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6 March 2014 1:04 pm ,
Vol. 343 ,
Early in April, the first of a fleet of environmental monitoring satellites will lift off from Europe's spaceport in...
Since 2000, U.S. government health research agencies have spent almost $1 billion on an effort to churn out thousands...
Magdalena Koziol, a former postdoc at Yale University, was the victim of scientific sabotage. Now, she is suing the...
Antiretroviral drugs can protect people from becoming infected by HIV. But so-called pre-exposure prophylaxis, or PrEP...
Two studies show that eating a diet low in protein and high in carbohydrates is linked to a longer, healthier life, and...
Considered an icon of conservation science, researchers at World Wildlife Fund (WWF) headquarters in Washington, D.C.,...
The new atlas, which shows the distribution of important trace metals and other substances, is the first product of...
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ScienceShot: Climate Combat Could Turn Sky White
1 June 2012 1:30 pm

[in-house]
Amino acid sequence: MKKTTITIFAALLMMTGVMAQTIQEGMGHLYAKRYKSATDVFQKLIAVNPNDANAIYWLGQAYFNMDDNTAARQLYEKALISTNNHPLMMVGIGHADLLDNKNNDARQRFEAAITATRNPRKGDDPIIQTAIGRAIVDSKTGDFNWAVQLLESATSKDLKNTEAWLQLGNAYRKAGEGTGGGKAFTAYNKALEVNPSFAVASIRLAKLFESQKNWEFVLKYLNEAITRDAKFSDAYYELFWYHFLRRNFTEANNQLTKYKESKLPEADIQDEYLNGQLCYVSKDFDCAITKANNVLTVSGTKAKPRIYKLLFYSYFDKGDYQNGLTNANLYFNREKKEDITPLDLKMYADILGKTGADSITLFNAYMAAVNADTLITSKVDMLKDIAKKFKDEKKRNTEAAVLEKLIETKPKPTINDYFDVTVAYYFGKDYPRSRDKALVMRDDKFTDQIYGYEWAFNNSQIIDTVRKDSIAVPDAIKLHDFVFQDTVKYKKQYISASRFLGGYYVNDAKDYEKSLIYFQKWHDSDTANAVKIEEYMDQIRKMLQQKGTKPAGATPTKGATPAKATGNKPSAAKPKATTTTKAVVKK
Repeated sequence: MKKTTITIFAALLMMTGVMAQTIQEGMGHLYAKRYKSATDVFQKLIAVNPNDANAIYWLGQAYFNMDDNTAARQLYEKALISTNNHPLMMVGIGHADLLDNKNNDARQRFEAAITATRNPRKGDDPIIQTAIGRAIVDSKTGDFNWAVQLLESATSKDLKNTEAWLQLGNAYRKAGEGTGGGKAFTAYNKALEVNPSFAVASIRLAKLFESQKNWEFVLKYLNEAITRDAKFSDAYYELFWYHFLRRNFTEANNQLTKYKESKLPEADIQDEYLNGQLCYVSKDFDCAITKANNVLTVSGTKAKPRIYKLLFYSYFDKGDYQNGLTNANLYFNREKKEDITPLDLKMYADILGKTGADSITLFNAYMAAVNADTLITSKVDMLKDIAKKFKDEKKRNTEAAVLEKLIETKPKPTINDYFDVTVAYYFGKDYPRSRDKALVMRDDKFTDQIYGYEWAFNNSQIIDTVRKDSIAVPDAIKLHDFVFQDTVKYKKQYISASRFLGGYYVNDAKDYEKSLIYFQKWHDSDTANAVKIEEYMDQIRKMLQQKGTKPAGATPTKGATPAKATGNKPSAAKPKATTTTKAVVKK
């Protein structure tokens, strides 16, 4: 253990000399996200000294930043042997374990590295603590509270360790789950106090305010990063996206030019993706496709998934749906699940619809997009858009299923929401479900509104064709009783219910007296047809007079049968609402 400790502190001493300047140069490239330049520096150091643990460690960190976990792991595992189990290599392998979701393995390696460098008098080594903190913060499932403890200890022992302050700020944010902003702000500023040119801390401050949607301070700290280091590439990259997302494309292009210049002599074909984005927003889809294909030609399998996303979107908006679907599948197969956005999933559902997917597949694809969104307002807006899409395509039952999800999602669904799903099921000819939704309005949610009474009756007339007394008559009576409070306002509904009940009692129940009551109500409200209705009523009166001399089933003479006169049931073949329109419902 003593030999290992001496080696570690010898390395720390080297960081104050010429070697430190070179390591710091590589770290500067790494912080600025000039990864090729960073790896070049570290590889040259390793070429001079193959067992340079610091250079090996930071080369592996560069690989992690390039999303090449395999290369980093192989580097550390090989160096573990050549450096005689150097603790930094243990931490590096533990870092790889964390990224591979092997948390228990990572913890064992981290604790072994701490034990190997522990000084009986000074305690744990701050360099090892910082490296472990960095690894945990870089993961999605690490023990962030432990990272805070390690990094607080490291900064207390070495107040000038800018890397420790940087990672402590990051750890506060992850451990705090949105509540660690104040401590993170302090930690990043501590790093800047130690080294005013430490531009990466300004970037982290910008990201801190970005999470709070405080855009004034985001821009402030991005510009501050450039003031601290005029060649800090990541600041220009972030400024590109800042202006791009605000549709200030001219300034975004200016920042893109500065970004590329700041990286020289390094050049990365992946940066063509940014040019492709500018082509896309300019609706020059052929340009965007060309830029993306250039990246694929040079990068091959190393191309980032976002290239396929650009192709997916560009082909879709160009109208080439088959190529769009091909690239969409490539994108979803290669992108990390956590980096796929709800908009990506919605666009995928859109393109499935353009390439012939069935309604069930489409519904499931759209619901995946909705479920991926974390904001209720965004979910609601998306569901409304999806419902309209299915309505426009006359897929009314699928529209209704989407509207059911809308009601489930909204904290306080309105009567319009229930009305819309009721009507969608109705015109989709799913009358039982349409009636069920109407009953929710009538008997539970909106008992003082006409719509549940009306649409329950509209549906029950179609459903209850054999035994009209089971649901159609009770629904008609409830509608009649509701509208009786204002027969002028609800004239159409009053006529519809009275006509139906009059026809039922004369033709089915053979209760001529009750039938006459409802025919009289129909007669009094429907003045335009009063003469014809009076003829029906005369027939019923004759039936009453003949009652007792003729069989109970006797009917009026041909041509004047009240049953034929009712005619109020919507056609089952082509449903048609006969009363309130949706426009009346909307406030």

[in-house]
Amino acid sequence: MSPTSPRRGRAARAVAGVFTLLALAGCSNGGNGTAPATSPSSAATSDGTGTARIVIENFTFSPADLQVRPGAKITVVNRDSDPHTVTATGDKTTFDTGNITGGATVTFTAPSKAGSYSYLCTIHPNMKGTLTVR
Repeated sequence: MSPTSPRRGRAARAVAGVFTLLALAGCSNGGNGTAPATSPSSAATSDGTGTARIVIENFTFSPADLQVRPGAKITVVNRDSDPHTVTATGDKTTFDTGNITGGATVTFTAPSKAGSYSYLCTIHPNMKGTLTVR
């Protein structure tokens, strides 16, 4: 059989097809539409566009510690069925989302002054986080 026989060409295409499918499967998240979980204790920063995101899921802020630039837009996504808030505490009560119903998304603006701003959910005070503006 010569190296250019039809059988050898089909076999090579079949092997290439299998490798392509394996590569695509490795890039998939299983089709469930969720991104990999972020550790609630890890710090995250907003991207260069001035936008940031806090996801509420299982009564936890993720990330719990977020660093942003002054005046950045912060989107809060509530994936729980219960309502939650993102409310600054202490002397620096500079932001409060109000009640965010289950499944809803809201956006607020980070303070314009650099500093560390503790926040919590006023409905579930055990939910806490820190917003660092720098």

Talk about a vanilla sky. A scheme that would add light-colored, highly reflective particles to the atmosphere to reflect sunlight and cool the planet would significantly whiten the heavens, a new study suggests. Researchers analyzed the effect of adding enough aerosols to block 2% of the sun's light from reaching the ground, the amount needed to offset a carbon dioxide concentration twice that found in the air before the Industrial Revolution. (The approach is one of a series of so-called geoengineering efforts to tinker with the planet to mitigate the effects of climate change.) Depending on the size of the particles injected into the atmosphere, which would likely range between 0.7 and 0.9 micrometers in diameter, the aerosols' light-scattering effect would render the sky between three and five times brighter than it is now, the researchers report online today in Geophysical Research Letters. Most infrared wavelengths outbound from Earth wouldn't be strongly scattered by aerosols this size, so the particles wouldn't effectively trap heat in the atmosphere. But in visible wavelengths, the particles would tend to scatter more red light than blue, rendering the heavens whiter—in essence, giving the deep-blue sky now seen in remote areas such as Utah's Arches National Park (shown) the same hazy appearance often found in urban areas. Other side effects would include redder sunsets and brighter glows in the sky just after sunset—the same sort of phenomena seen after large volcanic eruptions, which spew large amounts of geological aerosols high into the atmosphere until natural processes clear the air.
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